What is a Trademark?
For many businesses, the most valuable asset is its good name. This is where trademarks come into play. A trademark registration can be for a word, logo or design (also called a trade dress) that will be strongly identified with your product, service or business activity. A service mark is the same as a trademark except that it identifies and distinguishes the source of a service rather than a product. The terms “trademark” and “mark” are commonly used to refer to both trademarks and service marks.
You can even trademark a color or a scent! But let’s not get ahead of ourselves yet.
Trademark rights protect the goodwill that consumers have come to expect when they encounter your trademark. Unlike patents, trademark rights may be perpetual.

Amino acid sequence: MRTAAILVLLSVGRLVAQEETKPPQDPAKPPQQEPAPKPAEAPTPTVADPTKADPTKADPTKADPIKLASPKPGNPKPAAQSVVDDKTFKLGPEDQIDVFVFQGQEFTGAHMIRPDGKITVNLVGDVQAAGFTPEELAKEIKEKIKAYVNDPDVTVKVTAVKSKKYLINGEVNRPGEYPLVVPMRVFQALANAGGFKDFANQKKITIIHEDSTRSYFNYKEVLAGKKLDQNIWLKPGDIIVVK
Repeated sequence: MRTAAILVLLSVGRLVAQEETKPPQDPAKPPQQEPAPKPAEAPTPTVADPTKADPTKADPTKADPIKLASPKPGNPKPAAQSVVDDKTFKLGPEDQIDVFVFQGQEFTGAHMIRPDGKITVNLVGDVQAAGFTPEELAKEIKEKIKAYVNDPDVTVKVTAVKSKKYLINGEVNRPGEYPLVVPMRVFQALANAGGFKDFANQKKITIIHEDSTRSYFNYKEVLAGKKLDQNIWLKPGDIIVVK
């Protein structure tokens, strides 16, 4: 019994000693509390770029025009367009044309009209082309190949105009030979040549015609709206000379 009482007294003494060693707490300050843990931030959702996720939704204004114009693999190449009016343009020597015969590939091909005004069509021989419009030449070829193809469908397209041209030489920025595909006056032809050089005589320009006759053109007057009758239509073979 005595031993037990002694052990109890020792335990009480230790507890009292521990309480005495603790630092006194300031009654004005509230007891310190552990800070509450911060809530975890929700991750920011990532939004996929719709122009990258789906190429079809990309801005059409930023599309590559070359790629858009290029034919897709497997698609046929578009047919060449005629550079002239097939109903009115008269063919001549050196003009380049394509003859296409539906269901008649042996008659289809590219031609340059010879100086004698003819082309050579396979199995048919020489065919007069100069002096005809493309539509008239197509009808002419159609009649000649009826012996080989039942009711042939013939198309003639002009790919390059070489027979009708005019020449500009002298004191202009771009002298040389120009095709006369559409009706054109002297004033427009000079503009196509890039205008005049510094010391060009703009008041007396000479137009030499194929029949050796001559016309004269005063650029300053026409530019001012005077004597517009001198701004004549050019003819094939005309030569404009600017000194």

Before picking a name for your business, make sure to search and see if anyone is using a similar name, logo or slogan. Once you get your mark registered, it is important to monitor a competitor’s improper use of your mark and take appropriate action when needed.
Trademark rights may be used to prevent others from using a confusingly similar mark, but not to prevent others from making the same goods or from selling the same goods or services under a clearly different mark. Trademarks that are used in interstate or foreign commerce may be registered with the USPTO.
Some of the advantages of having a registered trademark:
- Presumption of ownership
- Exclusive right-to-use
- Access to the federal courts
- Right to use federal registration
- Ability to block the importation of infringing goods